HEY LOOK!  If you scroll down the page far enough you can see a TINY BLURB about the rallies... but look at how it's presented.  A HUGE photo of that unethical, morally bankrupt liar pants at a stupid stamp unveiling while the President gets a little less-than-half size photo screenshot from a little video, and he's barely in the shot.

If President Trump found the cure for cancer the media would still make it out to be negative and find fault.
My mind is just blown each day looking at the yellow journalism staring us right in the face.

Dr. Ponseti - The man that changed the treatment for Club Foot (and my husband and I are thankful!)

 University of Iowa Stead Family Hospital Link

This morning over coffee I'm pondering the intellect, the wisdom, the empathy, the kindness and the... everything... that one man was.  One man many have never heard of, but was instrumental in my husbands life and later, thousands of children's lives.

And if he had been listened to earlier in his career, thousands more children could have been helped without surgery - which in many cases did more damage than good.

That man is Dr. Ponseti and he was a pioneer in treating what is known as 'club foot' in babies and children.

While tending to the wounded in the Spanish Civil War, he found that casting and braces and slow manipulation of the foot by hand could avoid surgery.  He knew this so early yet as usual, the medical community wanted to 'cut and slice' instead so it wasn't until the 90's when this more gentle and highly successful way of treating club foot became the 'new thing!' and was hailed as the newest way to treat.  Never mind Dr. Ponseti had been saying that for decades.

And luckily for my husband the stars aligned.  For some reason, a hundred little things fell into place at just the right time and when he was born in 1969 he ended up being lucky enough to find himself in front of Dr. Ponseti and got this treatment.  The baby with both feet turned completely backwards at birth took his first steps at 13 1/2 months and went on to be a star football player for his high school team; with a 1,000 yard season and averaging 3-5 touch-downs per game.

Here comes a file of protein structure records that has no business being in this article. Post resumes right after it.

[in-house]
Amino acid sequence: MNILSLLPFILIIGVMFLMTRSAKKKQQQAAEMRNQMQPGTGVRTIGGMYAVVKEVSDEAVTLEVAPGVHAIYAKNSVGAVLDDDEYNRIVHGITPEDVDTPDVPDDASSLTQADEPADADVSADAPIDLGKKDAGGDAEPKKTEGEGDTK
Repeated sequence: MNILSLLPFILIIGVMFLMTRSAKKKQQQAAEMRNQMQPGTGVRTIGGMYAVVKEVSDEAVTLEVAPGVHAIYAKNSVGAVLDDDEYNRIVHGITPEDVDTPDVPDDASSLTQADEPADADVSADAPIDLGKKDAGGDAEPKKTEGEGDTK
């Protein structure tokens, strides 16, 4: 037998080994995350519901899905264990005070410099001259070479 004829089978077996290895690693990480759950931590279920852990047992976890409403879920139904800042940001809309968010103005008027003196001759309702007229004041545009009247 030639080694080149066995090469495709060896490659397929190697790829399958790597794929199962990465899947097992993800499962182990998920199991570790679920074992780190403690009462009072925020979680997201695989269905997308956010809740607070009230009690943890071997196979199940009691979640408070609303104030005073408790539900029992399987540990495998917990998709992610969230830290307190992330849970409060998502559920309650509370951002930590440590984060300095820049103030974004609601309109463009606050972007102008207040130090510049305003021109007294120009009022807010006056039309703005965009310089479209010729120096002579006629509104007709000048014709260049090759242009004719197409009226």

My husband as an infant with his two legs in casts

My husband - and his two little casts - on his way to having straight feet!

This obituary was published a few years ago but it gives a great and succinct story to this wonderful man who helped so many in his lifetime.


Ignacio Ponseti, Hero to Many With Clubfoot, Dies at 95

OCT. 23, 2009
Source:   http://www.nytimes.com/2009/10/24/health/research/24ponseti.html

Dr. Ignacio V. Ponseti, an orthopedist whose gentle, nonsurgical method of correcting clubfoot has become the global standard for treatment, helping thousands of children to walk, died Sunday in Iowa City. He was 95.

The cause was a stroke he suffered Tuesday while working in his office, said Tom Moore, a spokesman for the University of Iowa, where Dr. Ponseti taught and practiced.

Dr. Ponseti came up with his method after realizing that surgery for clubfoot actually did harm. Drawing on his experience tending to the wounded in the Spanish Civil War, he found that a regimen of plaster casts, braces and manipulations by hand could avoid the costs and aftereffects of surgery.

Nearly 200,000 children are born every year with clubfoot, a vast majority of them in developing countries. The condition is a birth defect in which the feet are twisted down and inward, making them look like golf clubs with the club heads turned to face each other. It can affect one or both feet. Without treatment, the afflicted appear to walk on their ankles or the sides of their feet.

In the early 1940s, Dr. Ponseti’s research showed that the most common treatment, surgery, could leave a child with stiff ankles and a limp. His alternative involved slowly and gradually straightening and rotating each twisted foot toward its normal position.

The method was applied in stages. After each treatment, he would immobilize a child’s leg with a toe-to-groin plaster cast. A week later, he would remove the cast and shape the malleable foot a bit more, then replace the cast. The treatment would last three to five weeks.

The child would wear a special brace 23 hours a day for three months and then, for two or three years, limit its use to overnight and nap time.

Though Dr. Ponseti devised his treatment a half-century ago, it became popular only in the 1990s, when parents of afflicted children spread word about it over the Internet. Orthopedists found themselves responding to requests for the Ponseti method rather than ordering surgery.